The agency is currently reviewing Sweden’s current smoking ban as part of an effort to present a formal proposal to the government in December this year.
Specifically, health authorities are looking at the extent to which smoking should be banned in areas where people are at risk of inhaling second-hand smoke.
“We’re especially looking into environments where children are present,” Matthew X Richardson, a department head at the agency, told the Sydsvenskan newspaper.
Smoking in Sweden is already banned in bars, schools, hospitals, buses, trains, and planes.
“We’re mapping out the environments where people are at risk of passive smoking and we’re investigating if more smoke-free environments should be introduced,” he added.
Richardson explained that his team was reviewing smoking policies in other countries to best determine how Sweden should set its own laws.
Sweden’s smoking laws are more tolerant than many other countries, with Singapore, Spain, and parts of Australia already enforcing smoking bans in public parks.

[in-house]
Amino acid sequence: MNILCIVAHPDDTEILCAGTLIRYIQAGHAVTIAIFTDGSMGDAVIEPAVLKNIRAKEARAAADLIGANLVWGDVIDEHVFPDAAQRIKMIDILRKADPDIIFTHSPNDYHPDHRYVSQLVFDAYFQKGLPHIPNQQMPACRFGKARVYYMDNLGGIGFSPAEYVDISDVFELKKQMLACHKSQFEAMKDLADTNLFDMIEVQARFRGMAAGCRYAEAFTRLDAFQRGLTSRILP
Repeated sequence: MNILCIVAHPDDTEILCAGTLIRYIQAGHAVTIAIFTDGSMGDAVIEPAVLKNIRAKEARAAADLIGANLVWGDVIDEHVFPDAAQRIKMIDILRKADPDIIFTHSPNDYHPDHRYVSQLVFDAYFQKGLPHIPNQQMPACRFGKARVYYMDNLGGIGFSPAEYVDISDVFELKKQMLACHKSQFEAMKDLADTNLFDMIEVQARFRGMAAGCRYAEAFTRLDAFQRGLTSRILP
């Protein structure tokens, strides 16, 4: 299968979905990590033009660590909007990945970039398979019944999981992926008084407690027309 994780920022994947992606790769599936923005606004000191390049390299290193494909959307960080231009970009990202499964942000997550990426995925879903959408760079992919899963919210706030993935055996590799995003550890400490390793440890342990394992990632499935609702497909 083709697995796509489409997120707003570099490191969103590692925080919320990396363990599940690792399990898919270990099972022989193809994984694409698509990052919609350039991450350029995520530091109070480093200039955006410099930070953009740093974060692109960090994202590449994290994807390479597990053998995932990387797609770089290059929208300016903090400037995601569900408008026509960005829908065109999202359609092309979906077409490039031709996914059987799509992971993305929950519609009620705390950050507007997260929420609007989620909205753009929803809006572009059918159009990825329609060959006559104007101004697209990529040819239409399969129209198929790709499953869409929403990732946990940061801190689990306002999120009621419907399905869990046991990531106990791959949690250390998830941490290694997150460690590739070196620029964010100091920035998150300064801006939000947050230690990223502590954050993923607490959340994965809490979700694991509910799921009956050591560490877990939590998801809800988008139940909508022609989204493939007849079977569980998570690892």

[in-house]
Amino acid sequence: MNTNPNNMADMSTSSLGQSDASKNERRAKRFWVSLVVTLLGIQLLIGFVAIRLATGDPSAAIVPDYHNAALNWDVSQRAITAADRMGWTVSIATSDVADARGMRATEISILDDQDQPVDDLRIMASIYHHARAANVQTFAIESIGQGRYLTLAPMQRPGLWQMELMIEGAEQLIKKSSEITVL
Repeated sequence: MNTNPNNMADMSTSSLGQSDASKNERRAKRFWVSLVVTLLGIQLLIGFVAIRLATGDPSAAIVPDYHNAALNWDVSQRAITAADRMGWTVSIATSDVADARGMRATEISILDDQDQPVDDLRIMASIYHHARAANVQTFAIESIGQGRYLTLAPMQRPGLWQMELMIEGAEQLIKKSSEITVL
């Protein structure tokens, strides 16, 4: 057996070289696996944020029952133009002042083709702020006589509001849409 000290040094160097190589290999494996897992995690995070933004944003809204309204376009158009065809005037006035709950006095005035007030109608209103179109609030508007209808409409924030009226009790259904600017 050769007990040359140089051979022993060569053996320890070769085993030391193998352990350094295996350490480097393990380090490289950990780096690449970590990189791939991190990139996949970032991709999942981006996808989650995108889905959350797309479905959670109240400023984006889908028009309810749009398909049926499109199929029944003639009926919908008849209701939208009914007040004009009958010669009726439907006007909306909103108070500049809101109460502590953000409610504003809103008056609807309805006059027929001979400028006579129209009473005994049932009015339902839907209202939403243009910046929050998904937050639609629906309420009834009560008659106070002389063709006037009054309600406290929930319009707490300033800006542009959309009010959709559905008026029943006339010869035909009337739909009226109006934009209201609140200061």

Smoking on the beach is already forbidden in Hong Kong, California, Australia, and in several places around the Mediterranean.
The agency is also looking at laws in California in the United States, which in 2008 banned smoking in cars with passengers under 18.
But the idea of an extended smoking ban is nothing new to the Swedish government.
Roger Haddad of Sweden’s Liberal Party (Folkpartiet) pushed last year for a smoking ban in bus shelters, a law that’s already in place in Scotland.
“You shouldn’t need to become a passive smoker just because you want to take a bus,” he told Sydsvenskan.
Other Swedish politicians have previously proposed a ban on smoking at outdoor eateries and train platforms.
And in 2011, Thomas Strand of the Social Democrats suggested that Swedes should be banned from smoking on their balconies.